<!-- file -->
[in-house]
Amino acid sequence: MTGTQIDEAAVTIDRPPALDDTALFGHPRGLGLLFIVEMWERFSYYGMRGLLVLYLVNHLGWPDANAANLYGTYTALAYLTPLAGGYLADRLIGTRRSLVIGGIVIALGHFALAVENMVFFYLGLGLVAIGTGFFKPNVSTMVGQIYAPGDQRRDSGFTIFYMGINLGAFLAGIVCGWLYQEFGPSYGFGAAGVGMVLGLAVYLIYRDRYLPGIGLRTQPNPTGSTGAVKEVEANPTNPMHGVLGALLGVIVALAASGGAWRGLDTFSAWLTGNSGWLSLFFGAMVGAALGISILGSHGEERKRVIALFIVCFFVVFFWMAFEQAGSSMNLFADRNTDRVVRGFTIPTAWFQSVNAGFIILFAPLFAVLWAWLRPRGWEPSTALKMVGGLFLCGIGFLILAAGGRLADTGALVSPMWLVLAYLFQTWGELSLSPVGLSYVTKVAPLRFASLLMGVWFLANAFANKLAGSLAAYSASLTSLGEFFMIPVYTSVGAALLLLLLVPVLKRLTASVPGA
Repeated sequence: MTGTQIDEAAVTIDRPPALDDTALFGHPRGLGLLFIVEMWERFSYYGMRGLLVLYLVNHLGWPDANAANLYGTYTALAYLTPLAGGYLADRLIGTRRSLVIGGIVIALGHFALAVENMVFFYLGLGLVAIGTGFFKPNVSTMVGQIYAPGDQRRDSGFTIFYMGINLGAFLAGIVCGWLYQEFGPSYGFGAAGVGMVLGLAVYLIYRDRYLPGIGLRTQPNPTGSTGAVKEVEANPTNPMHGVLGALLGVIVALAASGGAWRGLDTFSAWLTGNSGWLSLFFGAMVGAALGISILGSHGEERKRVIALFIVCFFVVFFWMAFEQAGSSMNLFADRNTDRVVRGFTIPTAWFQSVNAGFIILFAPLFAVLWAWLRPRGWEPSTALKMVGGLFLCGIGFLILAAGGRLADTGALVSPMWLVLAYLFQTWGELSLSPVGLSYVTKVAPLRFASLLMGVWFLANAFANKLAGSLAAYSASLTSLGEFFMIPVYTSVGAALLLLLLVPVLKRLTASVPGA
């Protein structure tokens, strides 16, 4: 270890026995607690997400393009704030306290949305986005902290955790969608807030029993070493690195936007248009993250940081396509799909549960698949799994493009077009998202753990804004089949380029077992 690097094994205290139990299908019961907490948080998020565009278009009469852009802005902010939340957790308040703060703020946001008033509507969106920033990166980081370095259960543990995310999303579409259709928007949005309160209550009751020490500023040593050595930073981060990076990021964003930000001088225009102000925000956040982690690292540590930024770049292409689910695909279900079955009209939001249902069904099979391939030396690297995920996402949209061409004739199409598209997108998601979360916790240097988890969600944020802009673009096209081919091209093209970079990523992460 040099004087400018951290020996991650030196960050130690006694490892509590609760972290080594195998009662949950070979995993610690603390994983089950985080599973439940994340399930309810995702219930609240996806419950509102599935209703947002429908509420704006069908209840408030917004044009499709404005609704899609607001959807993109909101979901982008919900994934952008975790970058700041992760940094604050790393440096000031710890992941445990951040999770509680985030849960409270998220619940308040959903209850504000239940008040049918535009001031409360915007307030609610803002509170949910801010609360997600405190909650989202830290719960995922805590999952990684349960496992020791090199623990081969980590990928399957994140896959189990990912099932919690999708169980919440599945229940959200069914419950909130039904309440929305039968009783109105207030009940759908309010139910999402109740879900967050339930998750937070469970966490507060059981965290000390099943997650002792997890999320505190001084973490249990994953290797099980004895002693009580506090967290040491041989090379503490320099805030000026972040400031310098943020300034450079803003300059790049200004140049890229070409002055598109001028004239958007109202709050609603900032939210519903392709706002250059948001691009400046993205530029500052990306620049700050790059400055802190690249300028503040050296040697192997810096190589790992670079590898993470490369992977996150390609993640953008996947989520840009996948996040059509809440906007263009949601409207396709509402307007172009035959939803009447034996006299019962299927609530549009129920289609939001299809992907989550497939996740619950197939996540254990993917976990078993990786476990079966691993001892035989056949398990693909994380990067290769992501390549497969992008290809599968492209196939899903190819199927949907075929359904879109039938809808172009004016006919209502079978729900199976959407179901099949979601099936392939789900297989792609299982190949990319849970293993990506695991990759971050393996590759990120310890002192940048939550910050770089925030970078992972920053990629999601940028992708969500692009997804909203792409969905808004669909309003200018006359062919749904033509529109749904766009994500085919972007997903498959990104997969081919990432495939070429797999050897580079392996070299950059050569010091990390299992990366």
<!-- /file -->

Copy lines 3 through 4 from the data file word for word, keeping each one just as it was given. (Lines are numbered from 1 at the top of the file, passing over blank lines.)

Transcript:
Repeated sequence: MTGTQIDEAAVTIDRPPALDDTALFGHPRGLGLLFIVEMWERFSYYGMRGLLVLYLVNHLGWPDANAANLYGTYTALAYLTPLAGGYLADRLIGTRRSLVIGGIVIALGHFALAVENMVFFYLGLGLVAIGTGFFKPNVSTMVGQIYAPGDQRRDSGFTIFYMGINLGAFLAGIVCGWLYQEFGPSYGFGAAGVGMVLGLAVYLIYRDRYLPGIGLRTQPNPTGSTGAVKEVEANPTNPMHGVLGALLGVIVALAASGGAWRGLDTFSAWLTGNSGWLSLFFGAMVGAALGISILGSHGEERKRVIALFIVCFFVVFFWMAFEQAGSSMNLFADRNTDRVVRGFTIPTAWFQSVNAGFIILFAPLFAVLWAWLRPRGWEPSTALKMVGGLFLCGIGFLILAAGGRLADTGALVSPMWLVLAYLFQTWGELSLSPVGLSYVTKVAPLRFASLLMGVWFLANAFANKLAGSLAAYSASLTSLGEFFMIPVYTSVGAALLLLLLVPVLKRLTASVPGA
């Protein structure tokens, strides 16, 4: 270890026995607690997400393009704030306290949305986005902290955790969608807030029993070493690195936007248009993250940081396509799909549960698949799994493009077009998202753990804004089949380029077992 690097094994205290139990299908019961907490948080998020565009278009009469852009802005902010939340957790308040703060703020946001008033509507969106920033990166980081370095259960543990995310999303579409259709928007949005309160209550009751020490500023040593050595930073981060990076990021964003930000001088225009102000925000956040982690690292540590930024770049292409689910695909279900079955009209939001249902069904099979391939030396690297995920996402949209061409004739199409598209997108998601979360916790240097988890969600944020802009673009096209081919091209093209970079990523992460 040099004087400018951290020996991650030196960050130690006694490892509590609760972290080594195998009662949950070979995993610690603390994983089950985080599973439940994340399930309810995702219930609240996806419950509102599935209703947002429908509420704006069908209840408030917004044009499709404005609704899609607001959807993109909101979901982008919900994934952008975790970058700041992760940094604050790393440096000031710890992941445990951040999770509680985030849960409270998220619940308040959903209850504000239940008040049918535009001031409360915007307030609610803002509170949910801010609360997600405190909650989202830290719960995922805590999952990684349960496992020791090199623990081969980590990928399957994140896959189990990912099932919690999708169980919440599945229940959200069914419950909130039904309440929305039968009783109105207030009940759908309010139910999402109740879900967050339930998750937070469970966490507060059981965290000390099943997650002792997890999320505190001084973490249990994953290797099980004895002693009580506090967290040491041989090379503490320099805030000026972040400031310098943020300034450079803003300059790049200004140049890229070409002055598109001028004239958007109202709050609603900032939210519903392709706002250059948001691009400046993205530029500052990306620049700050790059400055802190690249300028503040050296040697192997810096190589790992670079590898993470490369992977996150390609993640953008996947989520840009996948996040059509809440906007263009949601409207396709509402307007172009035959939803009447034996006299019962299927609530549009129920289609939001299809992907989550497939996740619950197939996540254990993917976990078993990786476990079966691993001892035989056949398990693909994380990067290769992501390549497969992008290809599968492209196939899903190819199927949907075929359904879109039938809808172009004016006919209502079978729900199976959407179901099949979601099936392939789900297989792609299982190949990319849970293993990506695991990759971050393996590759990120310890002192940048939550910050770089925030970078992972920053990629999601940028992708969500692009997804909203792409969905808004669909309003200018006359062919749904033509529109749904766009994500085919972007997903498959990104997969081919990432495939070429797999050897580079392996070299950059050569010091990390299992990366």